Foreigners who move to exotic Hong Kong might expect to find reprieve from their lives back home and anonymity among the bustling metropolis.
But in “The Expatriates,” New York author Janice Y.K. Lee’s latest novel, three American women find that no amount of bright lights, tall buildings and masses of people can distract them from confronting harsh realities.
Lee delivers the stories of Mercy, Margaret and Hilary with smooth, palatable and at times exquisite prose. The book is the second novel from Lee, who dazzled readers and critics with her 2009 debut novel, “The Piano Teacher,” also set in her native Hong Kong.
Mercy is a recent college grad who has managed to break out of her working-class immigrant family into the Ivy League splendor of Columbia. Mercy, however, is a walking contradiction of a human; blessings double as curses. She lands at Columbia, making her Korean parents proud, and falls in with the “it” crowd — wealthy, party-going and glamorous friends. But she never feels adequate in her circle. It’s as if she’s an observer in her own life. She follows a close friend to Hong Kong, hoping to establish a career, but ends up scraping by with odd jobs — fits and starts with no real traction to becoming an adult.
Margaret embodies a middle-class ideal as a mom of three beautiful children and wife to a loving, successful husband. Her ideal expat life — luxurious home, private club for leisure activities and lavish family vacations — is shattered by a harrowing incident.
Hilary also enjoys a cushy lifestyle, living in a gated home and financially secure, thanks to family money. She is a trailing spouse to her lawyer husband, but her life is upended as she attempts to expand her family and save her brittle marriage.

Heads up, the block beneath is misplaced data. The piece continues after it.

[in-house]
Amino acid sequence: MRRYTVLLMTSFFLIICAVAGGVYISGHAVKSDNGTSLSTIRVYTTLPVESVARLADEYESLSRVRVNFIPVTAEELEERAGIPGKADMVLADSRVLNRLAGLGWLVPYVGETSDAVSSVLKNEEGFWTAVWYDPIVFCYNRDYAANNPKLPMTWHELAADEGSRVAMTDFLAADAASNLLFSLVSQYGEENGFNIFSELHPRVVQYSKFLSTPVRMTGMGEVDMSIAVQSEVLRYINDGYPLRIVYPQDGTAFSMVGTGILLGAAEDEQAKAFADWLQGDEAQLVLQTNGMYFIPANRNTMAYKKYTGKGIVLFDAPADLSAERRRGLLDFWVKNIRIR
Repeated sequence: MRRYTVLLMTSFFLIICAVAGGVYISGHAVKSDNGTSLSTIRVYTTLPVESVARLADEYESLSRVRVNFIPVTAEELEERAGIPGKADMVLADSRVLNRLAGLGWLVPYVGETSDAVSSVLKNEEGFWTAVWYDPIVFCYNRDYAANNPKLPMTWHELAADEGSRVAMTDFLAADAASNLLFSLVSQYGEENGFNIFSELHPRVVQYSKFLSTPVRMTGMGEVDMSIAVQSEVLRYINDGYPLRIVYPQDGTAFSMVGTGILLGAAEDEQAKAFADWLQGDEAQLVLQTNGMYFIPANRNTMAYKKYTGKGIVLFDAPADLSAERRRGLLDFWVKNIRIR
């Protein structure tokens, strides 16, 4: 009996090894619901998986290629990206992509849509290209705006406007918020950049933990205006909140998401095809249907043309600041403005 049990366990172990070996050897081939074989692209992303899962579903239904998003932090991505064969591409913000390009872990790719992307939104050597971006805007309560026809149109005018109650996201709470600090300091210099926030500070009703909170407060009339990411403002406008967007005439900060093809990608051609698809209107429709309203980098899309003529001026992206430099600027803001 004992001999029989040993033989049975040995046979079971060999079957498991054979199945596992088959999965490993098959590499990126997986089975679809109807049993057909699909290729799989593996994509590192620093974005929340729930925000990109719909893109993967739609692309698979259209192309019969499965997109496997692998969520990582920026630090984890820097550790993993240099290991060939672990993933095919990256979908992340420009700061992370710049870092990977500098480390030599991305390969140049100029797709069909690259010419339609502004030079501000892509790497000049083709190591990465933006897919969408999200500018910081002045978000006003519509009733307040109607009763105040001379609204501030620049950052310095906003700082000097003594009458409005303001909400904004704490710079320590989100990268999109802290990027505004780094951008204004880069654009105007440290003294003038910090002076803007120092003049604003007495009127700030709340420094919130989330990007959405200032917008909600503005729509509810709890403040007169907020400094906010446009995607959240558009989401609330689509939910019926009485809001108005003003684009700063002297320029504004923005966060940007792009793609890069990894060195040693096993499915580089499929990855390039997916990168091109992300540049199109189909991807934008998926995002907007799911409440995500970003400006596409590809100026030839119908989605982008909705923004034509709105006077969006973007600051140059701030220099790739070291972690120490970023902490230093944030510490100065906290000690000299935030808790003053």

The Hong Kong expat community also serves as a character in this tale. Americans arrive with a mindset that their stay will be temporary, like college — a time to explore a new environment and learn new cultures. But many end up feeling more American than ever. They pick up new habits, comforts and strategies for survival. They can either hide behind the facade of privilege or, as in the case of the three women in this novel, face up to their failings and misfortunes.
“The Expatriates” brims with the irony that privilege sometimes walks hand in hand with personal devastation. If it weren’t for Lee’s powerful, nuanced writing, the novel would easily fall flat as another chick-lit tale or a long chronicle of obnoxious first-world problems.
Instead, she deftly portrays her characters’ trying emotional journeys in a way that feels poignant and compelling. In the scene where Lee introduces Mercy, for example, not much happens, other than the character eating a salad. But Lee’s storytelling skills shine here in setting high emotional stakes — we quickly learn that Mercy is wounded and longing — an internal turmoil that sets the plot in motion.
“The Expatriates” moves with urgency but also takes time to slowly reveal a complex story. Lee’s storytelling is intricate, precise and rich enough to keep the reader seduced until the end.